As the world economy has begun to stabilize in the aftermath of the global crisis, inflation has re‑emerged as a major concern particularly in the fast‑recovering developing economies. The rise in global prices of commodities, such as oil, food, industrial inputs and metals has been compounded by domestic factors that include both demand side pressures, a corollary to the recovery in the domestic economy, and supply side constraints.
The ten‑year average headline WPI17 inflation was around 5.3% from 2000‑01 to 2009‑10. During 2010‑11, the average inflation of 9.5% was much higher than the decadal rate. While no sector remained unaffected, the primary articles and fuel group witnessed very high levels of inflation. Persistent food inflation is a major challenge. It first surfaced in 2009‑10, partly due to failed monsoons and partly due to demand‑supply gaps, and was accentuated in 2010‑11. Two successive years of food inflation have led to serious supply side concerns. The risk of higher than average inflation continues in 2011‑12 due to an uncertain outlook on international commodity prices and the possibility of the prices of food, fuel, minerals and metals staying firm.18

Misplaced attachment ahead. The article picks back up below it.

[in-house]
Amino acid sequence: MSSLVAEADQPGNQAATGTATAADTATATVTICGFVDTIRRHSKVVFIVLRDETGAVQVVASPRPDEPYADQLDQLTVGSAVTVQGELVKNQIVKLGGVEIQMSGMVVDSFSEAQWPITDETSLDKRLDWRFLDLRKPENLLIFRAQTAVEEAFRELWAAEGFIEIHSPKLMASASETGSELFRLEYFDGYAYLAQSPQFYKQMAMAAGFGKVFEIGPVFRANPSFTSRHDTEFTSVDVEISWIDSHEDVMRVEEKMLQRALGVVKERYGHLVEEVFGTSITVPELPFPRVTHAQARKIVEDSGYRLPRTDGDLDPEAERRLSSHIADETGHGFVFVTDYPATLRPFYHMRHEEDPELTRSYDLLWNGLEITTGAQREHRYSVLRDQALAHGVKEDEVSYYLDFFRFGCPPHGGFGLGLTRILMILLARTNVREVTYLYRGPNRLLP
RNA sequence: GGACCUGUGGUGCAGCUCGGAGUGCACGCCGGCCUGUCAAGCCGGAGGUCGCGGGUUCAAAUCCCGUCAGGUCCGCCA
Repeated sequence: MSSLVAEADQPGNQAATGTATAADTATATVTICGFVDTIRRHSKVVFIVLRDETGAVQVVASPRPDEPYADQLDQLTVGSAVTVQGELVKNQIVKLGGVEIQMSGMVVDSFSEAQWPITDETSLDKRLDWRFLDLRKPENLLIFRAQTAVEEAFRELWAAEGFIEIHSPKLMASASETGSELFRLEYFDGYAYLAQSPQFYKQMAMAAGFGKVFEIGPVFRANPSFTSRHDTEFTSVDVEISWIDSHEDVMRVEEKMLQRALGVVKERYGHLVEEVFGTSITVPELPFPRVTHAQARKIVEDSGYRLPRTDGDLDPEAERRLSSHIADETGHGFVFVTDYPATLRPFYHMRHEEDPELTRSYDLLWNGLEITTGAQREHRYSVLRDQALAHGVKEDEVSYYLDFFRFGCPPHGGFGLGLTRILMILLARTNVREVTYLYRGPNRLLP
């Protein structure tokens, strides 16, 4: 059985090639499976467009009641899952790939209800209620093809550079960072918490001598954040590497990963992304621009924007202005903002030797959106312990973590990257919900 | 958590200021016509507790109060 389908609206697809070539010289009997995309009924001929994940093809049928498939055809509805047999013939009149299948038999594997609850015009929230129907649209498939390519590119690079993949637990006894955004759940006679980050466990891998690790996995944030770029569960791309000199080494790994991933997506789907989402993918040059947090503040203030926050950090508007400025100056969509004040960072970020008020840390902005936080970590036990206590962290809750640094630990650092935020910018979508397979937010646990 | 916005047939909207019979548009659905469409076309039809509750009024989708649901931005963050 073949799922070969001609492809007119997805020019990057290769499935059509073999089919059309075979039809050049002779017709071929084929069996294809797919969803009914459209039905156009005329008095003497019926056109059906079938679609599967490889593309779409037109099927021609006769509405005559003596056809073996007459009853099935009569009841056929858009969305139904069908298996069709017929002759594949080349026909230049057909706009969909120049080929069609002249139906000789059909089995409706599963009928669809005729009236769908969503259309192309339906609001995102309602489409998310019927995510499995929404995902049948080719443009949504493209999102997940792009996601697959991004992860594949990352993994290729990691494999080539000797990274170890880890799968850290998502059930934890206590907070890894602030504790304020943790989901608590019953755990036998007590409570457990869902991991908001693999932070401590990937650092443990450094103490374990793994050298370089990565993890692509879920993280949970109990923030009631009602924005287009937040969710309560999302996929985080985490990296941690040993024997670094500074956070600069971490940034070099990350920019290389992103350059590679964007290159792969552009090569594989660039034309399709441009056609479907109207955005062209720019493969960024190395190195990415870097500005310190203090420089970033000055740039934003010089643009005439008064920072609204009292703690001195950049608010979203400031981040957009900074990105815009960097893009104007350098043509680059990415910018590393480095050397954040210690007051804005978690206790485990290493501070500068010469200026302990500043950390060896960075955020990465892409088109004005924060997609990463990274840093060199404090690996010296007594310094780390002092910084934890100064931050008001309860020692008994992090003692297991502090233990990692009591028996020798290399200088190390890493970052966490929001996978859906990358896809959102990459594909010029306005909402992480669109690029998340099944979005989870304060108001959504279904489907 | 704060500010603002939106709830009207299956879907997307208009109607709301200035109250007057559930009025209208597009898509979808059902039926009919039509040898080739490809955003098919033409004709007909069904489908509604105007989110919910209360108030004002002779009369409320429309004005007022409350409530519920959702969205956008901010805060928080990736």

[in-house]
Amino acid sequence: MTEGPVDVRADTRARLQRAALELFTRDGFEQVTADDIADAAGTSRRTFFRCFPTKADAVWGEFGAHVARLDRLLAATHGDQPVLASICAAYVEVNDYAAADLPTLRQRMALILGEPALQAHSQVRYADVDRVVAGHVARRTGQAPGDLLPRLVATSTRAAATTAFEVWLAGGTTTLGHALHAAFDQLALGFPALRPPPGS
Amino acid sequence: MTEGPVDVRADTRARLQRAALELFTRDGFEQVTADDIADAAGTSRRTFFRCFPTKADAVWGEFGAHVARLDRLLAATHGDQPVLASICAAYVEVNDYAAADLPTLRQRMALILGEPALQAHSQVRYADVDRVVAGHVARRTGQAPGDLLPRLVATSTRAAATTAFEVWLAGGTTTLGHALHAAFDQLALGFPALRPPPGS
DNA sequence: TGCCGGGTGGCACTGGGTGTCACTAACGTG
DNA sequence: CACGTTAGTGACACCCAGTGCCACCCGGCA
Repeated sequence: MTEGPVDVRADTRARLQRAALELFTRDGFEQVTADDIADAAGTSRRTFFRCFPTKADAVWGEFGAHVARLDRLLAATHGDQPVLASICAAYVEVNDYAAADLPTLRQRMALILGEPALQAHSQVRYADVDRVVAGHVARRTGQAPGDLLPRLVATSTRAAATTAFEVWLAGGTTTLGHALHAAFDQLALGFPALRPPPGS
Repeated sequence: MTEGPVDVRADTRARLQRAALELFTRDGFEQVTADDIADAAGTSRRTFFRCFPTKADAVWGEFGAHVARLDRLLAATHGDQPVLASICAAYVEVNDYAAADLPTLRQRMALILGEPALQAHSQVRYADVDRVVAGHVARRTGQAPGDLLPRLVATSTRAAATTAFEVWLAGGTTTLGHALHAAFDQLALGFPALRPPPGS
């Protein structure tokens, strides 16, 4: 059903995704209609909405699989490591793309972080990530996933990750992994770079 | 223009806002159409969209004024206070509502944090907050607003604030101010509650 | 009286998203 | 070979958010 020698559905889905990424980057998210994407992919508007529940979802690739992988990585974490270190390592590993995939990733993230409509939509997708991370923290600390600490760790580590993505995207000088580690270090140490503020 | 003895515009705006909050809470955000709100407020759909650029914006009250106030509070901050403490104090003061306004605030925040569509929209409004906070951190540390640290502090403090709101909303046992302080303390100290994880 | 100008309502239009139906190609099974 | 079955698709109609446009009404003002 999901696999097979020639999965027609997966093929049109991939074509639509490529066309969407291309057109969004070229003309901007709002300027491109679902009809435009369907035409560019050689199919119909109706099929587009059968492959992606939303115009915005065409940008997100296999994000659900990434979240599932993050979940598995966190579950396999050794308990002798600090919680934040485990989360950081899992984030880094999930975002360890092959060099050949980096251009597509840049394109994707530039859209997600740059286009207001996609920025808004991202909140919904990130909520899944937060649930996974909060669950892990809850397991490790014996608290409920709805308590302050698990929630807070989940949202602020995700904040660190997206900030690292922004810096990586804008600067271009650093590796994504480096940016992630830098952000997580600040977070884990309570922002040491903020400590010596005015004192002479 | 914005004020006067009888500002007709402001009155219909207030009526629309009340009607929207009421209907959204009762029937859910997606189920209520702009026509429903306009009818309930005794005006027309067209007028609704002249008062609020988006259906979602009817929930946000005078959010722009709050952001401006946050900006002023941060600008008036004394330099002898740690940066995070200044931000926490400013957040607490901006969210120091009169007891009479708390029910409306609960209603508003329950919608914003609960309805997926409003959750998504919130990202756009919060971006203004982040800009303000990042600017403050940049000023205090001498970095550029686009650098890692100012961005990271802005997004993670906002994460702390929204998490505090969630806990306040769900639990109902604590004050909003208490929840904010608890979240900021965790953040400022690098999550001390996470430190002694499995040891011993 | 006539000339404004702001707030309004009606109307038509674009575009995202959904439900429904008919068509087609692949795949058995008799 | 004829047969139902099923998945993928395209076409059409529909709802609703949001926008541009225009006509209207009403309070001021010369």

During 2010 and 2011, the Reserve Bank of India has, steadily and regularly, increased the repo and reverse repo rates to moderate demand side pressures. The Government has also taken measures to contain inflationary pressure. As a long‑term remedy, structural concerns have to be addressed by reducing supply‑side bottlenecks. Thus, maintaining the growth momentum in the economy with price stability is one of the biggest policy challenges that India is facing in recent times.
Measures have also been taken on the trade policy front to moderate inflation by reducing the import duty on rice, wheat, pulses, edible oils (crude), butter and ghee, and edible oils. Import of raw sugar is now allowed at zero duty. Full exemption from basic customs duty has been provided to onions and shallots with effect from 21 December 2010.